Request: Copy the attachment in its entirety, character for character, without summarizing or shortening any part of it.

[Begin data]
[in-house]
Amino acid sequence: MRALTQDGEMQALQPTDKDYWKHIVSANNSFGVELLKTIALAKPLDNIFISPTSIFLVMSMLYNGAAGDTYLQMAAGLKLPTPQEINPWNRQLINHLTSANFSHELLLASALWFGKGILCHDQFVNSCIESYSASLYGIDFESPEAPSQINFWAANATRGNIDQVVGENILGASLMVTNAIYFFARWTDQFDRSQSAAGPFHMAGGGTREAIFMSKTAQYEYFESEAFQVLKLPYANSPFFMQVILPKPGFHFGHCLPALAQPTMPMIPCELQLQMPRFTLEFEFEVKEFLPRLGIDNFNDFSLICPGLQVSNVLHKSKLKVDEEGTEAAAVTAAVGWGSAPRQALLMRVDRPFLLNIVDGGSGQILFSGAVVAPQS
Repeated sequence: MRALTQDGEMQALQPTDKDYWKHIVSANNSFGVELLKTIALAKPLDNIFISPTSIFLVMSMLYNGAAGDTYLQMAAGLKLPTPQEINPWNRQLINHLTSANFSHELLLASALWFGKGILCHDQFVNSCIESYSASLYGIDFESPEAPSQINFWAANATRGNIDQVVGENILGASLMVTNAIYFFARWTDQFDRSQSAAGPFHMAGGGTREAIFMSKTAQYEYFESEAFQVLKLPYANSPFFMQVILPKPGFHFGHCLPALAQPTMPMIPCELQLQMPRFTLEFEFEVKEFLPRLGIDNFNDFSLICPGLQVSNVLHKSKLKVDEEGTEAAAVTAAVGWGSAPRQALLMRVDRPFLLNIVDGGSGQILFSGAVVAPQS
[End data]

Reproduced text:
[in-house]
Amino acid sequence: MRALTQDGEMQALQPTDKDYWKHIVSANNSFGVELLKTIALAKPLDNIFISPTSIFLVMSMLYNGAAGDTYLQMAAGLKLPTPQEINPWNRQLINHLTSANFSHELLLASALWFGKGILCHDQFVNSCIESYSASLYGIDFESPEAPSQINFWAANATRGNIDQVVGENILGASLMVTNAIYFFARWTDQFDRSQSAAGPFHMAGGGTREAIFMSKTAQYEYFESEAFQVLKLPYANSPFFMQVILPKPGFHFGHCLPALAQPTMPMIPCELQLQMPRFTLEFEFEVKEFLPRLGIDNFNDFSLICPGLQVSNVLHKSKLKVDEEGTEAAAVTAAVGWGSAPRQALLMRVDRPFLLNIVDGGSGQILFSGAVVAPQS
Repeated sequence: MRALTQDGEMQALQPTDKDYWKHIVSANNSFGVELLKTIALAKPLDNIFISPTSIFLVMSMLYNGAAGDTYLQMAAGLKLPTPQEINPWNRQLINHLTSANFSHELLLASALWFGKGILCHDQFVNSCIESYSASLYGIDFESPEAPSQINFWAANATRGNIDQVVGENILGASLMVTNAIYFFARWTDQFDRSQSAAGPFHMAGGGTREAIFMSKTAQYEYFESEAFQVLKLPYANSPFFMQVILPKPGFHFGHCLPALAQPTMPMIPCELQLQMPRFTLEFEFEVKEFLPRLGIDNFNDFSLICPGLQVSNVLHKSKLKVDEEGTEAAAVTAAVGWGSAPRQALLMRVDRPFLLNIVDGGSGQILFSGAVVAPQS